New Women’s Health Program Not Launched Yet
This morning was supposed to be the first day of the Texas Women’s Health program – a new system to provide health screenings and other services to uninsured women, while excluding Planned Parenthood from its list of approved health service providers. But when the clock struck midnight, nothing changed.
The Women’s Health Program does not pay for abortions. But the largest clinic that provides health screenings to uninsured women through the program is Planned Parenthood. And they provide abortions separately. That’s why anti-abortion politicians – from Governor Rick Perry to Republican House Representative Paul Workman – wanted something to change.
“Texas will not allow a program that includes abortion providers or their affiliates like Planned Parenthood to be a provider,” Perry said at a press conference Wednesday.
Workman agreed: “This is why both Houses of the state legislature, by a vast majority, voted to defund Planned Parenthood. And although we are committed absolutely to women’s health, we will not have taxpayer money supporting organizations who make their living on the destruction of human life.”
That vote to defund Planned Parenthood is the so-called “Affiliate Ban Rule.” The state legislature passed it last year. And it says if you’re affiliated with an abortion provider, you’re banned from receiving money to provide other health services through the Medicaid Women’s Health Program.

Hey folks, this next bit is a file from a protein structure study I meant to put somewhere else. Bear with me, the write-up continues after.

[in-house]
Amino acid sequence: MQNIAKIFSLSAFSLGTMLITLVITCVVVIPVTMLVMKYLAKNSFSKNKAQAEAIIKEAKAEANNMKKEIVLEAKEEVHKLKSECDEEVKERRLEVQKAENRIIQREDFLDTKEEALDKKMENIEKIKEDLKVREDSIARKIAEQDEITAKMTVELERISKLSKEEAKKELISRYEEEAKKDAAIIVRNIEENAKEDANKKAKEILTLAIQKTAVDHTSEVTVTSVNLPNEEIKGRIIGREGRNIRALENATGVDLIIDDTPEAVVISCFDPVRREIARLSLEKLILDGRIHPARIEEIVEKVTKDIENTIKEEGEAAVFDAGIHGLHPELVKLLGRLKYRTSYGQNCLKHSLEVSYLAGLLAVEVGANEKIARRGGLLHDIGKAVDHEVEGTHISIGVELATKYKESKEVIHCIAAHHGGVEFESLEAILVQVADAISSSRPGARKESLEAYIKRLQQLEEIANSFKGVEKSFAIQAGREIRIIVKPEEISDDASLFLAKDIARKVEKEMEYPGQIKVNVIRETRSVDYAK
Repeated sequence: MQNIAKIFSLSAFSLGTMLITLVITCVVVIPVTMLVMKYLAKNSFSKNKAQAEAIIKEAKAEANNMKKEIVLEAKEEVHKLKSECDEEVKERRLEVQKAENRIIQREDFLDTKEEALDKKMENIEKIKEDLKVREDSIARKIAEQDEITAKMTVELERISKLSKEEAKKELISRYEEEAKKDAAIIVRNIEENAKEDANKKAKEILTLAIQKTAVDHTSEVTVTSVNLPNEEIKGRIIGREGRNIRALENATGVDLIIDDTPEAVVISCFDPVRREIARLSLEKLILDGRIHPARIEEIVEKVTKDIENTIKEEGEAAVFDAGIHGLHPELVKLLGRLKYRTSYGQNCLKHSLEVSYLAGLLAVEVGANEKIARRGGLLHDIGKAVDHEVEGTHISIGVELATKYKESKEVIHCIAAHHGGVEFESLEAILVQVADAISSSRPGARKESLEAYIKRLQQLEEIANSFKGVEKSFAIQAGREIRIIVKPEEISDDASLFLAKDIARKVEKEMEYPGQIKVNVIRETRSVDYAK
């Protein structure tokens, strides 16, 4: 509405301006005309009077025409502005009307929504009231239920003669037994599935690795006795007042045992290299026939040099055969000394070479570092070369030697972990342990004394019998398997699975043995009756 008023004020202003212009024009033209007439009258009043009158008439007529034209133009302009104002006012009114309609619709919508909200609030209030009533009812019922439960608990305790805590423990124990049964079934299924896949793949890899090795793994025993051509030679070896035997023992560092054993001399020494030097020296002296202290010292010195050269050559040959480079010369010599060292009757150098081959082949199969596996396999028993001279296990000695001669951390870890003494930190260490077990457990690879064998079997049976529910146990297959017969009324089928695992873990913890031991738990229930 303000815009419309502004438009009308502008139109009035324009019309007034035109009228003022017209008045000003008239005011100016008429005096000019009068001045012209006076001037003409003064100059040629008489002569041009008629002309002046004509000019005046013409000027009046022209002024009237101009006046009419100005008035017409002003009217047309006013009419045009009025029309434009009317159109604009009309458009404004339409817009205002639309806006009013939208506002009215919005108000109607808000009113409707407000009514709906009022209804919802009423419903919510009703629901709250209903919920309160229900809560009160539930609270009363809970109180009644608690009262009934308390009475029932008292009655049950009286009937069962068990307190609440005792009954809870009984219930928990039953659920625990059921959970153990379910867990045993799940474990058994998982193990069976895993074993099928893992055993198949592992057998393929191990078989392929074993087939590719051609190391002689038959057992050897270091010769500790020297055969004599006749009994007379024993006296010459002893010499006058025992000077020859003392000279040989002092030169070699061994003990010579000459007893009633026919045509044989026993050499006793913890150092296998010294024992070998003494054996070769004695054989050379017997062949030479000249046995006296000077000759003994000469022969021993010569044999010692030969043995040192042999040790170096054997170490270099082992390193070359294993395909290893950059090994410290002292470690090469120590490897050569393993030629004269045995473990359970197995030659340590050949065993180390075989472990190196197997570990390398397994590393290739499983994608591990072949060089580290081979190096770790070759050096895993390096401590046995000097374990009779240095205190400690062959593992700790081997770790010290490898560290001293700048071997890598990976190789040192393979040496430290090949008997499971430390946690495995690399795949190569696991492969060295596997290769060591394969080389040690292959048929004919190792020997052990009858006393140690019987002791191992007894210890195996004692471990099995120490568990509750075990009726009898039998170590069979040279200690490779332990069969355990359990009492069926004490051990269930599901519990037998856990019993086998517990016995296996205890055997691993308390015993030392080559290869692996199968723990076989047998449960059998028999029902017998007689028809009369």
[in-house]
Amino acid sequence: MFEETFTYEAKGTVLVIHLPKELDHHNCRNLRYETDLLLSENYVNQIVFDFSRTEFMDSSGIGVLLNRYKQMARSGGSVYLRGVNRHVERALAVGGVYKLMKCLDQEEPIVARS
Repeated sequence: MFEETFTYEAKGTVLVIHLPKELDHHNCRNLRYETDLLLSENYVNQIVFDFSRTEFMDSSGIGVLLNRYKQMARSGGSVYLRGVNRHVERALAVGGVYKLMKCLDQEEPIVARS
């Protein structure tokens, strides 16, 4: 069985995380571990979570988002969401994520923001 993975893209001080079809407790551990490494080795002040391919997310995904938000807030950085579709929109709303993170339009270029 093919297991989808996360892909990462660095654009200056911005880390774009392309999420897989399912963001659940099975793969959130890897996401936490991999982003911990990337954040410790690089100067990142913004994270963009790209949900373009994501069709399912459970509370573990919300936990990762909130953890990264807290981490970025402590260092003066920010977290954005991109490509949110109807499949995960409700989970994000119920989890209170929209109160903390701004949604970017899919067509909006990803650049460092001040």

Problem is, the program is 90 percent funded by the federal Medicaid dollars, and the federal government doesn’t allow states to pick and choose qualified Medicaid providers. So the state came up with its own program, using its own money, that was supposed to launch today – the Texas Women’s Health Program.
“Let me be clear. The first goal, the most important goal is to make sure the women who need the services get the services,” said Dr. Kyle Janek, the state’s top health official. “Our second goal of course is to do it in a way that complies with state law. The legislature has been very clear on this in terms of how the funding is to go. We have devised a program that will comply with that.”
Janek says the new Texas program is ready to go with 3,000 providers signed up. But right now that plan is on hold. That’s partly because of a temporary restraining order issued by a state district court that prevents Texas from excluding Planned Parenthood from the Women’s Health Program at least until a hearing is held on November 8.
Planned Parenthood plans to argue at that hearing that the state law bans measures that would result in the Women’s Health Program losing Medicaid funding.
Planned Parenthood’s Capital Region CEO Sarah Wheat says Texas wouldn’t be able to care for uninsured women without the organization’s network of clinics.
“We’re the single biggest provider of these vital health screens and exams that are offered for uninsured women. Without Planned Parenthood, there is no women’s health program,” Wheat says.
In the meantime – federal Medicaid dollars are still flowing to the Women’s Health Program, and through that to Planned Parenthood, at least until the end of the year, or until the courts sort out whether Planned Parenthood can be included in the Women’s Health Program.